and materials that are appropriate for their students' wide-ranging cognitive
abilities. For example, the concrete thinkers require more structured learning
experiences, while the abstract thinkers need more challenging activities
(Manning & Butcher, 2012). Teachers can also provide forums for them to
examine the reasons for school, home, and societal rules. As adult role
models, teachers can guide young adolescents to connect intellectual
thought and moral reasoning.
Moral Development

Implications for Practice

Teachers need to be aware of the relationship between young adolescents'
intellectual development and their moral reasoning (Scales, 2010). They can
organize instructional experiences that foster critical thinking skills and
higher levels of moral reasoning. For example, teachers plan assignments
that help students to incorporate their thoughts and feelings in writing
(Scales, 2010). Teachers can engage young adolescents with activities that
require consensus building and application of democratic principles; teacher
advisory programs and service learning can foster teamwork and build
community (Brighton, 2007). In addition, teachers can design experiences for
students to examine moral dilemmas and contemplate responses (Scales,
Spiritual Development
Acceptance of the spiritual domain in middle level education is important.
Young adolescents often want to explore spiritual matters, develop
connections between self and others, and gain a sense of themselves and
the world (Scales, 2010). Implications for practice will depend on
commitments to educating the whole child.
Psychological Development
Implications for Practice
Teachers need to support young adolescents' quest for identity formation
through curricular experiences, instructional approaches, and opportunities
for exploration. Young adolescents need frequent opportunities to explore
and experiment with various roles and experiences within the classroom
context. Teachers can provide educative experiences such as role-playing,
drama, and reading that foster identity formation. Likewise, teachers can
acknowledge the importance of friendships and explain that shifting peer
allegiances are normal (Scales, 2010).
To foster successful experiences for every young adolescent, schools need to
provide organizational structures such as teaming and advisory programs.
These structures help to ensure that every young adolescent is known well
by at least one adult and has regular occasions to experience positive
relationships with peers. Young adolescents deserve school environments
that are free from harsh criticism, humiliation, and sarcasm.
Social-Emotional Development

Implications for Practice

Because of young adolescents' need for affiliation and belonging, they must
have opportunities to form affirming and healthy relationships with peers.
Teachers must recognize the importance of peer relationships and friendship
(Scales, 2010) and provide occasions for positive peer interactions (Kellough
& Kellough, 2008). Teachers can design cooperative learning activities and
collaborative experiences for young adolescents to interact productively with
peers (Scales, 2010).Teachers can also plan activities that engage students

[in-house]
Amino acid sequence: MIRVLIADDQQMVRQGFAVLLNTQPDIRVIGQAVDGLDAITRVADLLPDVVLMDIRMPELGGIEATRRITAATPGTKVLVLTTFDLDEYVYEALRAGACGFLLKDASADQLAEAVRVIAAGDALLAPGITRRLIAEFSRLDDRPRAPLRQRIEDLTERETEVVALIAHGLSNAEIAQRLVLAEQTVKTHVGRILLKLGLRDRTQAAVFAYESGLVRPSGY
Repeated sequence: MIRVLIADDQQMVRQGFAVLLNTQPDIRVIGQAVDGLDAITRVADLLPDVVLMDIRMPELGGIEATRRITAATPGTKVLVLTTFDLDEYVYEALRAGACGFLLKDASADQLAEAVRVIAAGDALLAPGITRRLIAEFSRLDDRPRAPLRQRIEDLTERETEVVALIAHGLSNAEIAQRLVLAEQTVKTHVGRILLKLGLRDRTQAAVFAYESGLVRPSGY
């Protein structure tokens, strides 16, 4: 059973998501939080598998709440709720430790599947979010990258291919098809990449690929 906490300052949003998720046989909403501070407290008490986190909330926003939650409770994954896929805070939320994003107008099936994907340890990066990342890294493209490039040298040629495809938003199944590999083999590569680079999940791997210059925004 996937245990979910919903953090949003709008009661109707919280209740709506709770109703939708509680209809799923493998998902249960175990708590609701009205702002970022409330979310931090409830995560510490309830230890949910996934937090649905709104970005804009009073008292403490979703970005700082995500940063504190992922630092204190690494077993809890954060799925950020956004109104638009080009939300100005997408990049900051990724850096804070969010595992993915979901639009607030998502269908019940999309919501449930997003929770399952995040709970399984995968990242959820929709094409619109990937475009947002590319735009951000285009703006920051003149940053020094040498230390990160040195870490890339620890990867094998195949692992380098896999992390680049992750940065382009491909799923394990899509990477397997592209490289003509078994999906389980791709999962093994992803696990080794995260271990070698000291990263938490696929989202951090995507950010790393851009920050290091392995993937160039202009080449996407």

in argumentation or debate in academic settings as well as those that
simulate social situations through role-plays or simulations (Kellough &
Kellough, 2008).
Schools play a key role in providing young adolescents with educative
programs that promote freedom and independence within a safe space.
Schools can also ensure young adolescents ' access to student government,
service clubs, or other leadership groups that allow them to develop their
own projects and guidelines for behavior (Kellough & Kellough, 2008).
Young adolescents warrant educational experiences and schools that are
organized to address their physical, intellectual, emotional/psychological,
moral/ethical, spiritual, and social developmental characteristics.
Practitioners, parents, and others who work with young adolescents need to
be aware of both subtle and obvious changes in developmental
characteristics. Such changes can give adults insights into the challenges
facing young adolescents and illuminate possible reasons for shifts in their
abilities and behaviors.
The middle school founders (e.g., William Alexander, Donald Eichhorn, John
Lounsbury, Gordon Vars) emphasized the need to consider young
adolescents when developing education environmental and organizational
structures. The desire for developmental responsiveness was what set the
middle school apart from its predecessor, the junior high. Today's educators
and policymakers need to continue their support of initiatives that afford
young adolescents with developmentally appropriate learning experiences
and environments.
What Parents Can Do

When young people feel connected to home, family, and school, they are
less likely to become involved in activities that put their health at risk.
Parental warmth and strong, positive communication helps young people to
establish individual values and make healthy life decisions.
Nurture a positive relationship with your child. When parent-child interactions
are characterized by warmth, kindness, consistency, respect, and love, the
relationship will flourish, as will self-esteem, mental health, and social skills.
Encourage independent thought and expression in your child. Teens who are
competent, responsible, and have high self-esteem have parents who
encourage them to express their opinions and who include them in family
decision making and rule setting.
Show genuine interest in your child's activities. This allows parents to
monitor their child's behavior in a positive way. Parents who, together with
their children, set firm boundaries and high expectations may find that their
children's abilities to live up to those expectations grow.